A man who was part of the worst mass shooting in Pierce County history will continue to spend the rest of his life in prison, a judge said Friday.
John Phet was 16 in 1998 when he waited behind the Trang Dai Cafe in Tacoma with another man, both instructed to shoot anyone who came out the back door.
That ended up being 21-year-old waitress Tuyen Vo, one of five people killed when a group attacked the karaoke bar, and Phet was convicted in 2002 of five counts of aggravated first-degree murder.
The judge at the time sentenced him to life in prison without parole, the only option then available.
State law changed in 2014 in response to a U.S. Supreme Court decision that said mandatory life sentences without parole for juveniles violated their constitutional right against cruel and unusual punishment.
That meant Phet was back in court Friday to be resentenced by Superior Court Judge Stanley Rumbaugh, who gave him 25 years for each of the five murders, to be served consecutively.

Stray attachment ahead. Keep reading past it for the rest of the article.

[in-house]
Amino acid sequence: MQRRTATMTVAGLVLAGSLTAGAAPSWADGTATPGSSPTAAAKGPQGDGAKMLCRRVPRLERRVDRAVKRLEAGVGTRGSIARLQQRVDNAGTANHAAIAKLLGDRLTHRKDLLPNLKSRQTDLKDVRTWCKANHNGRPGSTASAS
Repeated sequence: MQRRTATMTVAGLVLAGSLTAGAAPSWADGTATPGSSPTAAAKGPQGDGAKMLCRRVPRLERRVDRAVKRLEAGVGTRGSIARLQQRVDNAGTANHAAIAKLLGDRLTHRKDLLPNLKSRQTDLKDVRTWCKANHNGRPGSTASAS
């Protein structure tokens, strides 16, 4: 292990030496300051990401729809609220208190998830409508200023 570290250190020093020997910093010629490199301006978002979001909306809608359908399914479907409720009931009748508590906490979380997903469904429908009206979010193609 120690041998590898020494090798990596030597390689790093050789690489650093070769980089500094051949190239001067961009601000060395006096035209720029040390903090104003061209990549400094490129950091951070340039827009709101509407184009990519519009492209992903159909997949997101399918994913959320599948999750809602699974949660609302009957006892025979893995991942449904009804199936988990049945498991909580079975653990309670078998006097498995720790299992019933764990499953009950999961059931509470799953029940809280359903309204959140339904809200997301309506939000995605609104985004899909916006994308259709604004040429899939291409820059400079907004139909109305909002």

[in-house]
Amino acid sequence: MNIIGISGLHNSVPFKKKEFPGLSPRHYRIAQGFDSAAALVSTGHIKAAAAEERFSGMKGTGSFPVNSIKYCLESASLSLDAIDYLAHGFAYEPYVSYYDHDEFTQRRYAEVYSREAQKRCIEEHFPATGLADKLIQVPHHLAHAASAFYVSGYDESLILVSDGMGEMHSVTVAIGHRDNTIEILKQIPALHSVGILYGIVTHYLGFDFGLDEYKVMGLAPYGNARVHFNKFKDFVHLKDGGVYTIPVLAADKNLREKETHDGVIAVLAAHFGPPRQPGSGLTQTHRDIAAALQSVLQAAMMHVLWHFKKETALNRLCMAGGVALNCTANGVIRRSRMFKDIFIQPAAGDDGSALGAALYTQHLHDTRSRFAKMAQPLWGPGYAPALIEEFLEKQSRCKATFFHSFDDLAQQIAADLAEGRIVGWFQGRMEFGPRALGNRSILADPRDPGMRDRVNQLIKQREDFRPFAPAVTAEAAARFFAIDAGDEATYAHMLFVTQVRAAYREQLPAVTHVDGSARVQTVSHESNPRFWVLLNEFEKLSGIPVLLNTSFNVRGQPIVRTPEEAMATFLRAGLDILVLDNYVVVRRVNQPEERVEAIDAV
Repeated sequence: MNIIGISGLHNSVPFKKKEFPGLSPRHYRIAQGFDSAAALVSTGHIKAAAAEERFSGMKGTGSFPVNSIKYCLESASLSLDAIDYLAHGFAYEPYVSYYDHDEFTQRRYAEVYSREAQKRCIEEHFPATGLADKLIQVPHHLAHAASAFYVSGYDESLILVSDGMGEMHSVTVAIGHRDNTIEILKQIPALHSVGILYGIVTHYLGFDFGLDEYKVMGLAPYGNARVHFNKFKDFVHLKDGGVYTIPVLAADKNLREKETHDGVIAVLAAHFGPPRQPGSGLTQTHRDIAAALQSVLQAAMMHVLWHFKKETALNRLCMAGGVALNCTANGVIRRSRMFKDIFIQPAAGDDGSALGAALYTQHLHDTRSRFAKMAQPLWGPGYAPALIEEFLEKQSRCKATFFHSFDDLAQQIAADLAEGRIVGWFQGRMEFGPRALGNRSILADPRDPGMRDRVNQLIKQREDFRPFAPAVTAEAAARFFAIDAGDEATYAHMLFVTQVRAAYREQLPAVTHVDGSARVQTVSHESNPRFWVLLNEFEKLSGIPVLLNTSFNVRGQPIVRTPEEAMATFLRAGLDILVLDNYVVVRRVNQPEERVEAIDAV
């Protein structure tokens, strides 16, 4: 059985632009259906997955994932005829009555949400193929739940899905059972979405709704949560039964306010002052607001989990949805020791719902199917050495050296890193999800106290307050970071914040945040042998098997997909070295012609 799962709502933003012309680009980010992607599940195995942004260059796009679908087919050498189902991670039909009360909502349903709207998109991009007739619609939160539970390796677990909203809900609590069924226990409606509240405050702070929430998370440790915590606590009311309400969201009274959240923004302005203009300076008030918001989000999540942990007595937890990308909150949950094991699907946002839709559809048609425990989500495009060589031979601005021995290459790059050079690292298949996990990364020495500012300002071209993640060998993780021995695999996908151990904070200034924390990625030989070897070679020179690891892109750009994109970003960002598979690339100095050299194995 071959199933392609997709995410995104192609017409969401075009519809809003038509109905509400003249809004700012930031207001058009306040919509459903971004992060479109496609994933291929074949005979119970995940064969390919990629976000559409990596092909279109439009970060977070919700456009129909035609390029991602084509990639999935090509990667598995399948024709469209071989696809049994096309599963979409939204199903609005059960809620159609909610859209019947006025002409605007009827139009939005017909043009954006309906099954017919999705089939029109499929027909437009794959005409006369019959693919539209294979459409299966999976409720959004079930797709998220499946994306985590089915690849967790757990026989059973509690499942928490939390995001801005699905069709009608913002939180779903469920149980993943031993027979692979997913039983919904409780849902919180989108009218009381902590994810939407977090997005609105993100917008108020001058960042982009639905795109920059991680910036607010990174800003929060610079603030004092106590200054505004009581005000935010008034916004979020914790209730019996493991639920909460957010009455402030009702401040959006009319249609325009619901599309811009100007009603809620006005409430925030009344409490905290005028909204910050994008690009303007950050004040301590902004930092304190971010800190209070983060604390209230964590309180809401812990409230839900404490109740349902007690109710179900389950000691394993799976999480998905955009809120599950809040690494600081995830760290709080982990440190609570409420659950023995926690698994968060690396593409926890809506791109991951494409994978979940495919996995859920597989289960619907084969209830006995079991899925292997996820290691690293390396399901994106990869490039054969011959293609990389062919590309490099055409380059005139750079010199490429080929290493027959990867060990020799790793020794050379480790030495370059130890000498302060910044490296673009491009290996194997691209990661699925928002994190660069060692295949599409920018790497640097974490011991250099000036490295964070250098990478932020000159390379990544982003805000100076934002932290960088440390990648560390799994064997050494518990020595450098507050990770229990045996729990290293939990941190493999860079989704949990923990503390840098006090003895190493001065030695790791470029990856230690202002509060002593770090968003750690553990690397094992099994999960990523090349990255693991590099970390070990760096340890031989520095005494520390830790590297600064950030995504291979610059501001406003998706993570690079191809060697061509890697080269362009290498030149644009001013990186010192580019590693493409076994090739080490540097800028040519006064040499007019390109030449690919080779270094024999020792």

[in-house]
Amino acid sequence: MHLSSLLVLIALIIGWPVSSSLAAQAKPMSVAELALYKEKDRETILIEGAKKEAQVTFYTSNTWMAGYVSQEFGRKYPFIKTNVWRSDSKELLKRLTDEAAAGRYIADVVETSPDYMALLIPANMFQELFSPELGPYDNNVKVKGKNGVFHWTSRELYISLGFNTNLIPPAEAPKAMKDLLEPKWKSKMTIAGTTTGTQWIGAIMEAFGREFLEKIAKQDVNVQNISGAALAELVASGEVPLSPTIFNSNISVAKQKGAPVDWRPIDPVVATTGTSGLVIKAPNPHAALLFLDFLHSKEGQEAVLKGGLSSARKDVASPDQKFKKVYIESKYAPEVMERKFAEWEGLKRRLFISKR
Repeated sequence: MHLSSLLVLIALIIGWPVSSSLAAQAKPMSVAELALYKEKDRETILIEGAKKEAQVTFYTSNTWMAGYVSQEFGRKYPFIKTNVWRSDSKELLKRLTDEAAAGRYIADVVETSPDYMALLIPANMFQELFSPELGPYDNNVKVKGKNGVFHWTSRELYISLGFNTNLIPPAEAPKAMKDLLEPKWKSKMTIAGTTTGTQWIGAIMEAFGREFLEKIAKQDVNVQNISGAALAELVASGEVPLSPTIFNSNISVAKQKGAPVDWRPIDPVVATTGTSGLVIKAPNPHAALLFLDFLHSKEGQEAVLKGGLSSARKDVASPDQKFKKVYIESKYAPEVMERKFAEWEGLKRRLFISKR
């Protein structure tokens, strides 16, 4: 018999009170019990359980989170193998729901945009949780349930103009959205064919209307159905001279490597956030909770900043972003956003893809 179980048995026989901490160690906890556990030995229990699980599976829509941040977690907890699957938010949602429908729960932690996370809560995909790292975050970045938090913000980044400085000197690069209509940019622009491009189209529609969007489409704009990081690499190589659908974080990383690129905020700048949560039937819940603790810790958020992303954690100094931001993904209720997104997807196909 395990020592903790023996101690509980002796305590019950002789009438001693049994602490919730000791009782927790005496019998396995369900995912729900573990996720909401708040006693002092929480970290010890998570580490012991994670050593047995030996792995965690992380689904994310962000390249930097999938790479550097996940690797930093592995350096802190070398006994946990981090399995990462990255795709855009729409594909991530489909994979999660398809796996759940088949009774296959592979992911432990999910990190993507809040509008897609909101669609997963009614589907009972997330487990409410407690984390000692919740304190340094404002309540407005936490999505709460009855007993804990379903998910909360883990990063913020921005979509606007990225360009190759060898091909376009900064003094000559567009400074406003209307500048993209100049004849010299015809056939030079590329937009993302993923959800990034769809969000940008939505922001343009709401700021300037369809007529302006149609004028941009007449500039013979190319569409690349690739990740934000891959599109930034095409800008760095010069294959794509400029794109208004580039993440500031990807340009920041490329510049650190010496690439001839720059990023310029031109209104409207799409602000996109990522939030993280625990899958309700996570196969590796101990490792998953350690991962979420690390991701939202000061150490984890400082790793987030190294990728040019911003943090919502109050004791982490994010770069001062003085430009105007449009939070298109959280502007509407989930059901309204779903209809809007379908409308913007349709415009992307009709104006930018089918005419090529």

Defense attorney Jeffrey Ellis asked that Phet be sentenced to 30 years for Vo’s murder and 25 years for the other four victims, and that he serve the sentences at the same time.
Serving them consecutively, Ellis said, would amount to a life-sentence anyway for Phet.
Rumbaugh noted that Phet had made “extraordinary strides,” in prison, and as a child grew up “without any meaningful constructive guidance of any kind” in an household that struggled with domestic violence, alcoholism and poverty.
But he said Phet’s youth at the time of the crime was not enough to allow him to serve the sentences concurrently.
“The court is fully aware this is the functional equivalent of life in prison without parole,” the judge said.
Prosecutor James Schacht hit home the fact that five people, not one, died in the July 5, 1998, shooting.
The group Phet was with went to the cafe in the 3800 block of South Yakima Avenue to get revenge on someone there and when they arrived fired indiscriminately inside.
The four others killed were 26-year-old Nhan Ai Nguyen, 33-year-old Tuong Hung Do, and brothers Hai Le, 27, and Duy Le, 25.
Five others were wounded.
Six people were charged and convicted in the killings: Phet, Jimmie Chea, Veasna Sok, Sarun Truck Ngeth, and Marvin Leo. Leo, a minor at the time of shooting, is expected to be resentenced later this year.